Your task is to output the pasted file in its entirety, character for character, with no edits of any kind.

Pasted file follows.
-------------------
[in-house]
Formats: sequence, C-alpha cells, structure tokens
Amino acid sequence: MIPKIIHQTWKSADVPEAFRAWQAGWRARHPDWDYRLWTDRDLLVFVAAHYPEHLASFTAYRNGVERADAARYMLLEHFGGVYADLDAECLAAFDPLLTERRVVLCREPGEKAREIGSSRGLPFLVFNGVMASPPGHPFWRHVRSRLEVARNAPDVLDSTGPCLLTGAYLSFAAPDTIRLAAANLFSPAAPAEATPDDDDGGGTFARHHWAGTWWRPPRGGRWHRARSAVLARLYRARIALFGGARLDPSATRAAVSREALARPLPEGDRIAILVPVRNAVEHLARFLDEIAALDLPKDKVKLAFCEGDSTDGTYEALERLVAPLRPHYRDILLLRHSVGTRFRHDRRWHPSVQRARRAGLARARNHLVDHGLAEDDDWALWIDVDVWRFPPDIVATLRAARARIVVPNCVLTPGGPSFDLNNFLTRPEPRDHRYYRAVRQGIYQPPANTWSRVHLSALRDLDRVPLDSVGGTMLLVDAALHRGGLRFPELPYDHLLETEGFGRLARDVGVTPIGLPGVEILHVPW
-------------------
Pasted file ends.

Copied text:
[in-house]
Formats: sequence, C-alpha cells, structure tokens
Amino acid sequence: MIPKIIHQTWKSADVPEAFRAWQAGWRARHPDWDYRLWTDRDLLVFVAAHYPEHLASFTAYRNGVERADAARYMLLEHFGGVYADLDAECLAAFDPLLTERRVVLCREPGEKAREIGSSRGLPFLVFNGVMASPPGHPFWRHVRSRLEVARNAPDVLDSTGPCLLTGAYLSFAAPDTIRLAAANLFSPAAPAEATPDDDDGGGTFARHHWAGTWWRPPRGGRWHRARSAVLARLYRARIALFGGARLDPSATRAAVSREALARPLPEGDRIAILVPVRNAVEHLARFLDEIAALDLPKDKVKLAFCEGDSTDGTYEALERLVAPLRPHYRDILLLRHSVGTRFRHDRRWHPSVQRARRAGLARARNHLVDHGLAEDDDWALWIDVDVWRFPPDIVATLRAARARIVVPNCVLTPGGPSFDLNNFLTRPEPRDHRYYRAVRQGIYQPPANTWSRVHLSALRDLDRVPLDSVGGTMLLVDAALHRGGLRFPELPYDHLLETEGFGRLARDVGVTPIGLPGVEILHVPW